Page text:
Not happy about current circumstances and want to navigate well? You don’t have to just wallow in your misery, you can do something productive. First, clearly identify what you are feeling (anger, sadness, fear…) and the thoughts that are dictating the emotions. Emotions don’t just show up all on their own. They are linked to cognitive thought: you have a thought and an emotion will follow. We sometimes notice the emotion and not the dictating thought so it’s super important to get back to, “Where did this feeling come from?” The reason? If the thought isn’t based in reality, it’s not worth entertaining and neither is the accompanying the emotion. We often feel these not-based-in-reality emotions anyway and develop incredibly unhealthy neural pathways that become ingrained in our brain and feel like a reflex when in fact they are an unhealthy learned behavior that we keep feeding.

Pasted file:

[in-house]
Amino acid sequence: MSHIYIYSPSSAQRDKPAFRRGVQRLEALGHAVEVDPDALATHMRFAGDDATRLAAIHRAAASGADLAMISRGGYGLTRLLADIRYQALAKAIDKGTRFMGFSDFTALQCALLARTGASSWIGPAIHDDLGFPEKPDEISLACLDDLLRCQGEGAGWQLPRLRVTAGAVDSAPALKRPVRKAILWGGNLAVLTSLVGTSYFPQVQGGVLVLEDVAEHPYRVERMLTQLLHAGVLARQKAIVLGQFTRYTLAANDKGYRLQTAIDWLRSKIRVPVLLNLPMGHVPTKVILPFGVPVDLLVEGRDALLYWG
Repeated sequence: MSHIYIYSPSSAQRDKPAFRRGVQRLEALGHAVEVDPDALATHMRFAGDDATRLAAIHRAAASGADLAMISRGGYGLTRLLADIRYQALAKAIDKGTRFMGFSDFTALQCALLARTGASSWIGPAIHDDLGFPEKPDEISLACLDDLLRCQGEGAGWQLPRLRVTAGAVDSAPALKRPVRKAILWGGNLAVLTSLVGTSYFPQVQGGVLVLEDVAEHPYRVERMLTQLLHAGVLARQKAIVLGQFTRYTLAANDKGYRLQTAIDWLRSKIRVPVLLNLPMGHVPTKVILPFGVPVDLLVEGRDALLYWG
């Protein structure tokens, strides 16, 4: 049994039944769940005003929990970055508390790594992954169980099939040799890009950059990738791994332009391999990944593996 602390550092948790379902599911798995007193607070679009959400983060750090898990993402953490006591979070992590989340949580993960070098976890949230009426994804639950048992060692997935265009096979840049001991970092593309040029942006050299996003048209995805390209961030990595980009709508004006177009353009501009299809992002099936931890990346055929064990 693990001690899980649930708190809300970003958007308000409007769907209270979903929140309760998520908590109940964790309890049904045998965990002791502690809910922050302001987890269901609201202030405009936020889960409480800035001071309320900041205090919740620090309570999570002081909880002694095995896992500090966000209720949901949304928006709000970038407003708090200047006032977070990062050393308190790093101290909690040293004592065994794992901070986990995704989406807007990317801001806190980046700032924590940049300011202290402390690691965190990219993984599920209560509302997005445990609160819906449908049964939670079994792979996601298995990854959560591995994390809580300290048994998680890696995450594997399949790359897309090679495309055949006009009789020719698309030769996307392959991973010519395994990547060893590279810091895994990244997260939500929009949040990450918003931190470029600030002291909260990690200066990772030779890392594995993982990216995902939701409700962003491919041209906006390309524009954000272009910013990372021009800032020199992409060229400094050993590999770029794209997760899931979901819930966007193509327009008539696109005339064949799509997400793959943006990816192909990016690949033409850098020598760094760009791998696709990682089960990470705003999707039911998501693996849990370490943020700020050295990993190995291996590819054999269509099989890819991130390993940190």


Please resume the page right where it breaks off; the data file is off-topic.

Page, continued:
For instance: “With this new President-elect, our country is going down the tubes, freedom will be lost, this is horrible!” What is true at this moment that you know for sure beyond a shadow of a doubt? We have a new President-elect. That’s it. We don’t actually know what he will do. We know what he said he will do, but nothing has actually been done yet. Breathe. Remind yourself of what you know for sure. Let go of all the places your mind is going with the “what ifs”. They are crazy-making and completely unhelpful. You can mourn the loss of your candidate if you did not vote for Trump. You can celebrate that your candidate won if you voted for Trump. That’s it. Nothing more. Don’t get too puffed up about all that is going to happen or too depressed about all that is going to happen because–none of it has happened yet. Stay with the here and now and breathe deeply and slowly.